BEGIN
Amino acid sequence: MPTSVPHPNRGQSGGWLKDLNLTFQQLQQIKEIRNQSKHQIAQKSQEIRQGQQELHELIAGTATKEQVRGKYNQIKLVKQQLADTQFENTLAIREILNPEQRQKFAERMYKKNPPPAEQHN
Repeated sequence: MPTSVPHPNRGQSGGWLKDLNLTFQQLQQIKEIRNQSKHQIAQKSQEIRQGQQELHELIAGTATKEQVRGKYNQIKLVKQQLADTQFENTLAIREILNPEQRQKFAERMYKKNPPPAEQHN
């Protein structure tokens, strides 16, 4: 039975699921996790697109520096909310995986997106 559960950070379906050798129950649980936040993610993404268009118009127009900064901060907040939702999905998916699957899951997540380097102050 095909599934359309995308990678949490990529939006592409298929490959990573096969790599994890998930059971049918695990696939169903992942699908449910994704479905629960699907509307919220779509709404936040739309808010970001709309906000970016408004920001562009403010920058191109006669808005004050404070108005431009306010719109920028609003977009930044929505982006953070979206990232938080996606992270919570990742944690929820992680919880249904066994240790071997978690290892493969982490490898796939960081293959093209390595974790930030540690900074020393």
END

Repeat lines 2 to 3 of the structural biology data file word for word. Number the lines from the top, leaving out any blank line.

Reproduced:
Repeated sequence: MPTSVPHPNRGQSGGWLKDLNLTFQQLQQIKEIRNQSKHQIAQKSQEIRQGQQELHELIAGTATKEQVRGKYNQIKLVKQQLADTQFENTLAIREILNPEQRQKFAERMYKKNPPPAEQHN
């Protein structure tokens, strides 16, 4: 039975699921996790697109520096909310995986997106 559960950070379906050798129950649980936040993610993404268009118009127009900064901060907040939702999905998916699957899951997540380097102050 095909599934359309995308990678949490990529939006592409298929490959990573096969790599994890998930059971049918695990696939169903992942699908449910994704479905629960699907509307919220779509709404936040739309808010970001709309906000970016408004920001562009403010920058191109006669808005004050404070108005431009306010719109920028609003977009930044929505982006953070979206990232938080996606992270919570990742944690929820992680919880249904066994240790071997978690290892493969982490490898796939960081293959093209390595974790930030540690900074020393």